It’s not quite Thanksgiving, but already there’s a turkey on display: Love the Coopers, yet another of those all-star, ensemble, dysfunctional-family comedy/ dramas that tends to descend each holiday season – this being a particularly pallid example.

Mom and Dad are Diane Keaton (also an executive producer) and John Goodman, trying to maintain a normal front despite deciding to divorce after 40 years of marriage. Grandpa is Alan Arkin (always welcome, even under these circumstances). The kids, who have problems of their own, are Ed Helms and Olivia Wilde. The “wacky” (read: senile) aunt is June Squibb. Keaton’s sister is played by Marisa Tomei. The grandkids include Timothee Chalamet, Maxwell Simkins and Blake Baumgartner. Other involved parties include Anthony Mackie, Amanda Seyfried, Alex Borstein and Jake Lacy. The family dog, who narrates the proceedings in Jean Shepherd/Christmas Story fashion, is voiced by Steve Martin.

This is a capable and talented cast, unfortunately at the mercy of the screenplay by Steven Rogers, whose previous (equally merciless) credits include Hope Floats (1998), Stepmom (also ‘98) and P.S. I Love You (2007), and slack direction by Jessie Nelson, who also had a hand in Stepmom and whose last feature was I Am Sam (2001), which snared Sean Penn the leastdeserved Oscar nomination of his career.

There are a few amusing gags and insights, but much of the time Love the Coopers falls (way) back into sappy, soggy sentiment that is top-heavy with Christmas trappings. The actors with the least to do – Seyfried, Squibb and Mackie – are luckier than those with the most to do, although Lacy (who recalls a young Michael Biehn) manages to inject some charm into his role as a soldier whom Wilde impetuously convinces to pose as her boyfriend. He also happens to be a Republican, which yields some of the film’s worst jokes – enough to make any card-carrying Democrat switch parties. (Hey, Republicans are people, too.)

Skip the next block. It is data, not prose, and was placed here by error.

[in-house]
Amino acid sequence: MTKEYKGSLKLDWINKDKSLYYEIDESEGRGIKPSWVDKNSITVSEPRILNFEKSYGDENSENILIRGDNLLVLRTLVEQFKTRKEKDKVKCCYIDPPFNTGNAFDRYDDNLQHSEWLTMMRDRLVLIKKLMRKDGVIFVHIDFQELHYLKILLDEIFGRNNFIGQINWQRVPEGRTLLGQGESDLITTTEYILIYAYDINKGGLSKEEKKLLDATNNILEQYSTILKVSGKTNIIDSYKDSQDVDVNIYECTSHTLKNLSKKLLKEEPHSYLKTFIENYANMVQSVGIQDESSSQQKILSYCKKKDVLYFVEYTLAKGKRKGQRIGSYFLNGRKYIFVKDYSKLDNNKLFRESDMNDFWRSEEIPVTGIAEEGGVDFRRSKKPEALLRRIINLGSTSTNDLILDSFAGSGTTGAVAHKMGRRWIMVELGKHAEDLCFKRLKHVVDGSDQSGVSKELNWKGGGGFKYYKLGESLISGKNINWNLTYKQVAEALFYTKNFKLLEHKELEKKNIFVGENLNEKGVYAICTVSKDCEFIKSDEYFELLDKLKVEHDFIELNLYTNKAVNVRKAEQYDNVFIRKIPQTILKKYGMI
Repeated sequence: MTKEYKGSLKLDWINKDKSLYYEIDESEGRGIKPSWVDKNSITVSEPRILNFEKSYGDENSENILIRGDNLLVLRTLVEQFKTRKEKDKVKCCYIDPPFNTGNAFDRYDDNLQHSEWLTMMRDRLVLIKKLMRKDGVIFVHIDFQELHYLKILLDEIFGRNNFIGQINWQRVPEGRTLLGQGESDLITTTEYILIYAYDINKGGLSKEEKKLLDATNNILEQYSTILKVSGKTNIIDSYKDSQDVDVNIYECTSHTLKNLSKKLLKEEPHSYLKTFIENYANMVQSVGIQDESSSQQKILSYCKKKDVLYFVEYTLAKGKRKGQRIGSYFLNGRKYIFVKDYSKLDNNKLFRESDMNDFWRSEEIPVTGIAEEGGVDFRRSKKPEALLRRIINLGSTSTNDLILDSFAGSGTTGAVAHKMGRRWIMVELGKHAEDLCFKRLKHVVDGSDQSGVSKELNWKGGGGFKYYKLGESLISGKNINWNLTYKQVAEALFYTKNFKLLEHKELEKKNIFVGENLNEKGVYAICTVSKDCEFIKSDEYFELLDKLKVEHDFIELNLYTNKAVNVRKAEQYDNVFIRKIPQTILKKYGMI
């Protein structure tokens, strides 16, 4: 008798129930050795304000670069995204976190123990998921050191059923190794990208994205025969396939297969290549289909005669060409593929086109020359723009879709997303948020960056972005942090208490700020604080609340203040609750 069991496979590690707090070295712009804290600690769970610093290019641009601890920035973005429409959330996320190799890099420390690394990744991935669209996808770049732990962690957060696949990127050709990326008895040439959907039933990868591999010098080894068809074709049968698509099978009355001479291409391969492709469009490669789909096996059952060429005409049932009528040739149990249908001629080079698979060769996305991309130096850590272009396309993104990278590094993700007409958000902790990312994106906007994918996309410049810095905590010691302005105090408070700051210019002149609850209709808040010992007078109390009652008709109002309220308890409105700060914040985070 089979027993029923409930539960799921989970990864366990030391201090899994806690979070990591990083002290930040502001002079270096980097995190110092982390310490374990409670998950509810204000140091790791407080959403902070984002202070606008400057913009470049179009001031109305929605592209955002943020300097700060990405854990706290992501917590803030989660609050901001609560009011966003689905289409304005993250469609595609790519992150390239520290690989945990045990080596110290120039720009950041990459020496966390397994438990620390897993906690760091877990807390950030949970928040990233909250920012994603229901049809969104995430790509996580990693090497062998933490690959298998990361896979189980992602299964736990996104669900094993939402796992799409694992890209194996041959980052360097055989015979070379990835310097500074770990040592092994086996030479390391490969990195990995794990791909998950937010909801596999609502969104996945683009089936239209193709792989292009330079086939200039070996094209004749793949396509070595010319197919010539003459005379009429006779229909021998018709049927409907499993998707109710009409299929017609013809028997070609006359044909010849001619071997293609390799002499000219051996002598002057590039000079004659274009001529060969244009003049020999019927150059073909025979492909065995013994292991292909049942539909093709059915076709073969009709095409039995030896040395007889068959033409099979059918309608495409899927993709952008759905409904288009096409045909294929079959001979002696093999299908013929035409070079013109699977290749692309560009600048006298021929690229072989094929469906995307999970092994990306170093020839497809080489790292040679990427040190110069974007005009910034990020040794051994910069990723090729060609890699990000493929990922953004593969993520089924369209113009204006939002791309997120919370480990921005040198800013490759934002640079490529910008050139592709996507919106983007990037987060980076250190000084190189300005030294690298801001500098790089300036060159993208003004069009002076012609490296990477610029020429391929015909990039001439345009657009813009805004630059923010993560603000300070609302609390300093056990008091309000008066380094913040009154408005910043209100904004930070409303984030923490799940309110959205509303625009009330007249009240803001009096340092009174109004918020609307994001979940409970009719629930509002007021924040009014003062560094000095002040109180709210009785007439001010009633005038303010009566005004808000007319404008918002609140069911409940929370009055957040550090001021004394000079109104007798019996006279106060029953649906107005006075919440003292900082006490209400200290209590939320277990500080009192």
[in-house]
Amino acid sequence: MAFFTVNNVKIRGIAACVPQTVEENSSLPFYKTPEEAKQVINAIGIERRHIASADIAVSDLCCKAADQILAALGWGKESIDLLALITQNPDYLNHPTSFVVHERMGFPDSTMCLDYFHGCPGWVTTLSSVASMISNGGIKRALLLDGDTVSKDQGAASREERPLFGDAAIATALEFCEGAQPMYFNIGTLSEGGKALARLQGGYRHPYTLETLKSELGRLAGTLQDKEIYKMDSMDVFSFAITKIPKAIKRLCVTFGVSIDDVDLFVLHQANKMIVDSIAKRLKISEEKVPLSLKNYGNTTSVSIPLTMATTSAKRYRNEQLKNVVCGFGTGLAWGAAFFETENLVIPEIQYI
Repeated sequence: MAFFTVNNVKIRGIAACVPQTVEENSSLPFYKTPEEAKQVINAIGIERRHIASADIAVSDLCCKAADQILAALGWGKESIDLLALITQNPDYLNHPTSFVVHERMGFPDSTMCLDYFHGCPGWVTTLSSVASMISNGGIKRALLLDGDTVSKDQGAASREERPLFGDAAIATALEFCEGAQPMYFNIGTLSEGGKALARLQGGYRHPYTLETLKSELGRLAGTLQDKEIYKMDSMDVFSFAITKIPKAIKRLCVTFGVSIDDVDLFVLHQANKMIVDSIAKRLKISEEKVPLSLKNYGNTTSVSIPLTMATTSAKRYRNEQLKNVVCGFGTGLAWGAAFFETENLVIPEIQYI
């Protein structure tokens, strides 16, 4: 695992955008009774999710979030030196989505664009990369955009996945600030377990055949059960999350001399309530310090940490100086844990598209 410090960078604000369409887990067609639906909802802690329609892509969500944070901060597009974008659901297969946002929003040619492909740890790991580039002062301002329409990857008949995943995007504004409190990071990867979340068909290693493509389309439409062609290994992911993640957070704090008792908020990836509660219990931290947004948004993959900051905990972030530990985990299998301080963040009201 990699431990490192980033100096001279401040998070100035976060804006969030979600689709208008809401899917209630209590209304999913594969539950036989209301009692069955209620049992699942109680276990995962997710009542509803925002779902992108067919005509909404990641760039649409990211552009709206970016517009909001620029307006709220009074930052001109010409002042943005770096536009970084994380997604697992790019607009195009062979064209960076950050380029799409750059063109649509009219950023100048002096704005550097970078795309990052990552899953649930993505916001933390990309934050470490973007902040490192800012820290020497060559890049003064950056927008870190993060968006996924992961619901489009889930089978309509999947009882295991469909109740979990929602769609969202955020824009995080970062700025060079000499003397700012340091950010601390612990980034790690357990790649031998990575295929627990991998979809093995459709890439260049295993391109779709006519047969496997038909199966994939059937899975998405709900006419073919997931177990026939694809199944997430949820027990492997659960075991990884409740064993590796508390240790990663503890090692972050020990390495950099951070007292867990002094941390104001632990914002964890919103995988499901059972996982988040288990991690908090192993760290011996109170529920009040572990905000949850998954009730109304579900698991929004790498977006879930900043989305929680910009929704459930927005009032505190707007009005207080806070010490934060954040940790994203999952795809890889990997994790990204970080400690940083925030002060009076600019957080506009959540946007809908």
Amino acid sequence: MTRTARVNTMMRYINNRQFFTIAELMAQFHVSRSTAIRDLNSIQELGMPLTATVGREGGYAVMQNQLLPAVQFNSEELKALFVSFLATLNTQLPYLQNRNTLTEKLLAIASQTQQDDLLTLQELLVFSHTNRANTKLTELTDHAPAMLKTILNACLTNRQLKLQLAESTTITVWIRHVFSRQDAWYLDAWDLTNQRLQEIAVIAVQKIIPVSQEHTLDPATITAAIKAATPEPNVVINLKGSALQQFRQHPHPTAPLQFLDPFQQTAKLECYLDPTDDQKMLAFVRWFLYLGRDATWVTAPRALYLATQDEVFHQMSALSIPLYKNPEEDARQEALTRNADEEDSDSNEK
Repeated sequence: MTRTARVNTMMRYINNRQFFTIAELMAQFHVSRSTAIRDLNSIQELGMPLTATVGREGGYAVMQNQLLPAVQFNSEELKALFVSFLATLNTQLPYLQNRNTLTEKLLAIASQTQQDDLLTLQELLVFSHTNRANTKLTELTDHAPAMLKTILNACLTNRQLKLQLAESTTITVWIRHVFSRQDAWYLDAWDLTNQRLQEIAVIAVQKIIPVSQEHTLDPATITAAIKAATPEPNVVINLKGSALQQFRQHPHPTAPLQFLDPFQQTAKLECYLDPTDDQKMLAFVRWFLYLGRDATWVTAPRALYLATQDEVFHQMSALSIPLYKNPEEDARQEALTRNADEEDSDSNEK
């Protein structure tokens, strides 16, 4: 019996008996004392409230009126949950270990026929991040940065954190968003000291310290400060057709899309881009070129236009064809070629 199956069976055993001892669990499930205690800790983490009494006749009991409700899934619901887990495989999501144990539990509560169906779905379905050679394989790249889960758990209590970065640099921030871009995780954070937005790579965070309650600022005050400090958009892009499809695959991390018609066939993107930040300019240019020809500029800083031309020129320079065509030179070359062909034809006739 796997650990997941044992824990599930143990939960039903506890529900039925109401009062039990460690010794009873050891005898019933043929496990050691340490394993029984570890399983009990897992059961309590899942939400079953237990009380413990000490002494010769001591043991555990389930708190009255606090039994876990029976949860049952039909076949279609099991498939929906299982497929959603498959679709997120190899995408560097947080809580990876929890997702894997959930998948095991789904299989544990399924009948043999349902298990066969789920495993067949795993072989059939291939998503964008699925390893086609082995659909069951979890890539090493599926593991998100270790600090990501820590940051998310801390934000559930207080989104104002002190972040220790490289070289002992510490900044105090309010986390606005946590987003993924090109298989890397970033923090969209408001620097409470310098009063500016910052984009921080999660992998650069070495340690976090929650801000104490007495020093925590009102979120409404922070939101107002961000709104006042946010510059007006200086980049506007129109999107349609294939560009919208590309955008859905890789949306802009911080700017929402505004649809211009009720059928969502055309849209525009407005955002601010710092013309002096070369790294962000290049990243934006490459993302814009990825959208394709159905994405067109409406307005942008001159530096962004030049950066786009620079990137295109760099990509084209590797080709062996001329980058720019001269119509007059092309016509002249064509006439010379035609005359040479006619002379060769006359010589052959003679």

The clumsy, episodic structure culminates, at (very) long last, with the Christmas dinner that turns catastrophic. Nevertheless, by the time the end credits roll, everything is hunky-dory. The Coopers are all right. But we knew that going in, didn’t we? Love the Coopers isn’t so much Christmas cheer as a Christmas jeer. !

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